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June 02 2017

May 31 2017

May 30 2017

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procedural-generation:

Erosion

I was thinking about erosion, prompted by this blogpost from “Entropic Particles“ about taking a generated terrain and adding water erosion and rivers.

Erosion is frequently a good next step to improve a generated terrain: after the geologic forces, the water cycle is probably next most important force that shapes our landscapes. The catch is that calculating a river requires knowing the shape of the entire landscape: the Mississippi drainage basin encompasses a huge swath of the continent.

If your generator is section-by-section (such as Minecraft’s) and you try to generate rivers as you go along, it’s fairly easy to end up with rivers that go in loops if you’re not careful.

Still, rivers are important enough to human habitation that they’re often worth the expense. (Try a multi-level layer-based approach if you need open-world rivers on the fly.)

Erosion isn’t just about rivers, though: it adds a history to any kind of terrain. (And for smaller scale objects, weathering is equally important; automated weathering systems are useful tools for texturing assets.)

I haven’t tried the particular algorithm described in the blog post yet, but the results certainly look promising. Using a Delaunay graph of the terrain, you calculate the flow for each node. With the tree of the fluvial network giving the volume and direction for the water, the erosion can be calculated based on the slope of the terrain.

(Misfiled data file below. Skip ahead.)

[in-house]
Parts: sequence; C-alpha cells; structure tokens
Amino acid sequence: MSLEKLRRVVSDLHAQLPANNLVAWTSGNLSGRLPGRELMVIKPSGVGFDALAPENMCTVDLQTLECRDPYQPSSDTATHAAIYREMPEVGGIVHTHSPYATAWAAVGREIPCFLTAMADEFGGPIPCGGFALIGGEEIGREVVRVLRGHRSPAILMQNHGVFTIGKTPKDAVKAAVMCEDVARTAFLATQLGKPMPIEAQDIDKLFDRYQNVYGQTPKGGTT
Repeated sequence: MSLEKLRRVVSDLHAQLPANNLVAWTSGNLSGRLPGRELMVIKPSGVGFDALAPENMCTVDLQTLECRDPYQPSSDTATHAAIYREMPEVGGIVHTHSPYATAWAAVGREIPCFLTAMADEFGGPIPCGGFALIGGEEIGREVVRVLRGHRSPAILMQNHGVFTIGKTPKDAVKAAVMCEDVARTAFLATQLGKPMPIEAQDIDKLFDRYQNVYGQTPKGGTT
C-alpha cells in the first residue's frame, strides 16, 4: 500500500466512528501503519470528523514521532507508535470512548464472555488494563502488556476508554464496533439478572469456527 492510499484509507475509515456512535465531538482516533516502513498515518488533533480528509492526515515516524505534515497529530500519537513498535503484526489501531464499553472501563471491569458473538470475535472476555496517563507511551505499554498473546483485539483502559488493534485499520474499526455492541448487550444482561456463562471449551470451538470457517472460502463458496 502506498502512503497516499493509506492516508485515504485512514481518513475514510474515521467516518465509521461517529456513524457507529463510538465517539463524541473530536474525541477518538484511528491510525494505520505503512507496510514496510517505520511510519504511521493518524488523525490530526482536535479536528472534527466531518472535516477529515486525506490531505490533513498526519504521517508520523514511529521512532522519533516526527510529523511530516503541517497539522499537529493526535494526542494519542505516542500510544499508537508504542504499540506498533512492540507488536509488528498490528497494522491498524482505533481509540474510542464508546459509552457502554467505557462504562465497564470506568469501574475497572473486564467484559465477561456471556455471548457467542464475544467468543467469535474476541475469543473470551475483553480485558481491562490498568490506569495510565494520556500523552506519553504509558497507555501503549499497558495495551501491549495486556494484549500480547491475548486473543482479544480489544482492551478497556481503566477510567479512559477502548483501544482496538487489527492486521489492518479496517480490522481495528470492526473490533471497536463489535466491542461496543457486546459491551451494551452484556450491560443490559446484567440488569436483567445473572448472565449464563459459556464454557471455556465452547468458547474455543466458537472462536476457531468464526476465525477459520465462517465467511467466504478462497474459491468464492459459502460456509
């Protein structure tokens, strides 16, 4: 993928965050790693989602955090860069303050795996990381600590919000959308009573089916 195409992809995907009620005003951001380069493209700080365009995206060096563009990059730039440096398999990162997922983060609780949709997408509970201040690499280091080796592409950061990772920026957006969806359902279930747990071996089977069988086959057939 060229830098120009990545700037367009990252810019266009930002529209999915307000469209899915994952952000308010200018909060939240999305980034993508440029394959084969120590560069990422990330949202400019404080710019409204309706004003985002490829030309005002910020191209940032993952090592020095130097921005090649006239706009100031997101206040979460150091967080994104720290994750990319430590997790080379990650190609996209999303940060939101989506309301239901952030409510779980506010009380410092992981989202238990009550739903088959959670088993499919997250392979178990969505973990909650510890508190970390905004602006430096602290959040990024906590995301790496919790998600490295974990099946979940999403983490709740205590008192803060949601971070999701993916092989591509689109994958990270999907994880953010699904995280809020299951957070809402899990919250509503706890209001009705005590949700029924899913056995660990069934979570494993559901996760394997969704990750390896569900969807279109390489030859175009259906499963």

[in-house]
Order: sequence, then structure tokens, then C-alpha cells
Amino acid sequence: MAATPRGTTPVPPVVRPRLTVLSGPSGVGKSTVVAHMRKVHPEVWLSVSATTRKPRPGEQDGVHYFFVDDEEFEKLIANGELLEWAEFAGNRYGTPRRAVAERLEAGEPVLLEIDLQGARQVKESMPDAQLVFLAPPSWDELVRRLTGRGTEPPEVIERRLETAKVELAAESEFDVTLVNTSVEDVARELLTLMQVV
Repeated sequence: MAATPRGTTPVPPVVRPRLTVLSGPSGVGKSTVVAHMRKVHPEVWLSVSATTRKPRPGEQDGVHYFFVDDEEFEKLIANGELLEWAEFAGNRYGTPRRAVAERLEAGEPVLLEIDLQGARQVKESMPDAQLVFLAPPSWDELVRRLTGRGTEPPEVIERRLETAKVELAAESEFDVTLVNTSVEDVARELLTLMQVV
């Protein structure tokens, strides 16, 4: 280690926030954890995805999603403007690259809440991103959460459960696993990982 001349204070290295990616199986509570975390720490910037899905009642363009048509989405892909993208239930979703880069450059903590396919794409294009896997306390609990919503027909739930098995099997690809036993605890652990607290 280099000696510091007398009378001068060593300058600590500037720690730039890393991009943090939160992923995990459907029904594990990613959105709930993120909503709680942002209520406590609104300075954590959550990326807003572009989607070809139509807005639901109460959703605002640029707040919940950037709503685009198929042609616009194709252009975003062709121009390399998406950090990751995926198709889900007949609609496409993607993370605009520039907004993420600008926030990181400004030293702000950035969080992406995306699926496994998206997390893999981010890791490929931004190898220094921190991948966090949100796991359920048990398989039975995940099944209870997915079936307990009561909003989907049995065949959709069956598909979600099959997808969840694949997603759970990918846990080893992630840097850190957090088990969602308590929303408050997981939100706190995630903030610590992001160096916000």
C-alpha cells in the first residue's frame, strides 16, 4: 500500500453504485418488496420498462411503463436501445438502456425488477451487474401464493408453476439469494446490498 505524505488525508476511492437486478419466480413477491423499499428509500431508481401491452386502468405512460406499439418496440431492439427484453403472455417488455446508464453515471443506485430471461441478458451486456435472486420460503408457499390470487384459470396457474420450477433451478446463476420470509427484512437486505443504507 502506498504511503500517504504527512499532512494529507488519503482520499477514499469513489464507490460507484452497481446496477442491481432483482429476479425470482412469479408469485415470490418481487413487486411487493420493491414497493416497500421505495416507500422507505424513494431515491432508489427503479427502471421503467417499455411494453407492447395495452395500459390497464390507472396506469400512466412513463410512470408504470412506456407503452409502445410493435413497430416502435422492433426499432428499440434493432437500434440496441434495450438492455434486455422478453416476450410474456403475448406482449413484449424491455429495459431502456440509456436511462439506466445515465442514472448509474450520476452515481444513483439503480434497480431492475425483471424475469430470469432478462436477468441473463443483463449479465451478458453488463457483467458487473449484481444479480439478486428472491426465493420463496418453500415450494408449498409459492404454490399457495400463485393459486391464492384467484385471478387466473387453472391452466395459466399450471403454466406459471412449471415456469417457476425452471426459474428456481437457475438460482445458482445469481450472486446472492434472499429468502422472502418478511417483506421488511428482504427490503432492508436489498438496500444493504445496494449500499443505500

This is all much cheaper than fully simulating the erosion. And since performance is one reason why erosion isn’t used as often as it could be, that’s a big advantage.

Of course, I’m going to keep looking for other erosion algorithms too, because as I mentioned in the last post, it is often a good idea to have multiple ways to accomplish the same goal, so you can choose the best fit for the problem at hand.

http://www.entropicparticles.com/procedure-for-rivers-and-lakes/

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procedural-generation:

Diaspora Star Cluster Generator

Diaspora is a roleplaying game designed by Brad Murray and others at VSCA publishing.

Like many roleplaying games, Diaspora uses some generative elements to create content. In this case, an expressive method of generating a cluster of star systems that fit with the hard-sci-fi setting. It’s a clever little system that quickly produces a lot of story seeds. It’s also a handy base for building other, similar generators by using different sets of stats.

This online generator by Jeffery Miller automates it and produces a nice diagram of the cluster, plus suggests Aspects for each planet. I like the mix of aspects. It takes a lot of work to get a large enough collection to give good juxtapositions. But it pays off: When I encounter a bronze-age system with a thriving planet but poor resources, with “Byzantine Intrigue” and “Shapeshifters walk among us” that immediately gives me several story ideas, especially when I notice that their system is at the crossroads of the cluster.  

I’m fond of Brad Murray’s designs: one of his other games is the play-by-email Callisto, which I’ve run several times. (And I’m starting a new game soon!)

http://www.aristobit.com/diaspora/randomcluster.html